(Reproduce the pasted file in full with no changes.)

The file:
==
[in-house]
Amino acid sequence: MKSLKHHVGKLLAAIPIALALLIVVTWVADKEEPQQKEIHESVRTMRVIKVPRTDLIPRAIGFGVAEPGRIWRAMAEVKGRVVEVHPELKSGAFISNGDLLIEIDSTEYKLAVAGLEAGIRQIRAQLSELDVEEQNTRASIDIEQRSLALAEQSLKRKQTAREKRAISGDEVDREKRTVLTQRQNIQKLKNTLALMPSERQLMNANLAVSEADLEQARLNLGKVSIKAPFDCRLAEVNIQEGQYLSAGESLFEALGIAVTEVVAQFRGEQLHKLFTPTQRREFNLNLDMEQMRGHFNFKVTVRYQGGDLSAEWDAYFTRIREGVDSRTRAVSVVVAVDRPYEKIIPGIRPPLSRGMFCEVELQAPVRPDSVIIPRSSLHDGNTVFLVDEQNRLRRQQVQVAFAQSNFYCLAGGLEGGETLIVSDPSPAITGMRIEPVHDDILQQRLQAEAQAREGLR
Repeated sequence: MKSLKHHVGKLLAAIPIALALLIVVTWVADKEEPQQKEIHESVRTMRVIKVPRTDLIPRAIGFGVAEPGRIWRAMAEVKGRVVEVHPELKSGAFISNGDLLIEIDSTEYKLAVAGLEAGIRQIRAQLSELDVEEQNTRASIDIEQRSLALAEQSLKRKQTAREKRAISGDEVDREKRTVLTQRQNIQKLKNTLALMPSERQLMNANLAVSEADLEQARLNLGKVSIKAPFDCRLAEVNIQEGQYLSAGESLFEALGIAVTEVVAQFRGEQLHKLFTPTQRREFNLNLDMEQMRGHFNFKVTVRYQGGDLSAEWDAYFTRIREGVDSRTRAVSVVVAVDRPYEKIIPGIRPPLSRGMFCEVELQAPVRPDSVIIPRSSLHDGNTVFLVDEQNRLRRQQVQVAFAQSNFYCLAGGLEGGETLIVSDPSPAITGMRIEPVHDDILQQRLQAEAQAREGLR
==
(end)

[in-house]
Amino acid sequence: MKSLKHHVGKLLAAIPIALALLIVVTWVADKEEPQQKEIHESVRTMRVIKVPRTDLIPRAIGFGVAEPGRIWRAMAEVKGRVVEVHPELKSGAFISNGDLLIEIDSTEYKLAVAGLEAGIRQIRAQLSELDVEEQNTRASIDIEQRSLALAEQSLKRKQTAREKRAISGDEVDREKRTVLTQRQNIQKLKNTLALMPSERQLMNANLAVSEADLEQARLNLGKVSIKAPFDCRLAEVNIQEGQYLSAGESLFEALGIAVTEVVAQFRGEQLHKLFTPTQRREFNLNLDMEQMRGHFNFKVTVRYQGGDLSAEWDAYFTRIREGVDSRTRAVSVVVAVDRPYEKIIPGIRPPLSRGMFCEVELQAPVRPDSVIIPRSSLHDGNTVFLVDEQNRLRRQQVQVAFAQSNFYCLAGGLEGGETLIVSDPSPAITGMRIEPVHDDILQQRLQAEAQAREGLR
Repeated sequence: MKSLKHHVGKLLAAIPIALALLIVVTWVADKEEPQQKEIHESVRTMRVIKVPRTDLIPRAIGFGVAEPGRIWRAMAEVKGRVVEVHPELKSGAFISNGDLLIEIDSTEYKLAVAGLEAGIRQIRAQLSELDVEEQNTRASIDIEQRSLALAEQSLKRKQTAREKRAISGDEVDREKRTVLTQRQNIQKLKNTLALMPSERQLMNANLAVSEADLEQARLNLGKVSIKAPFDCRLAEVNIQEGQYLSAGESLFEALGIAVTEVVAQFRGEQLHKLFTPTQRREFNLNLDMEQMRGHFNFKVTVRYQGGDLSAEWDAYFTRIREGVDSRTRAVSVVVAVDRPYEKIIPGIRPPLSRGMFCEVELQAPVRPDSVIIPRSSLHDGNTVFLVDEQNRLRRQQVQVAFAQSNFYCLAGGLEGGETLIVSDPSPAITGMRIEPVHDDILQQRLQAEAQAREGLR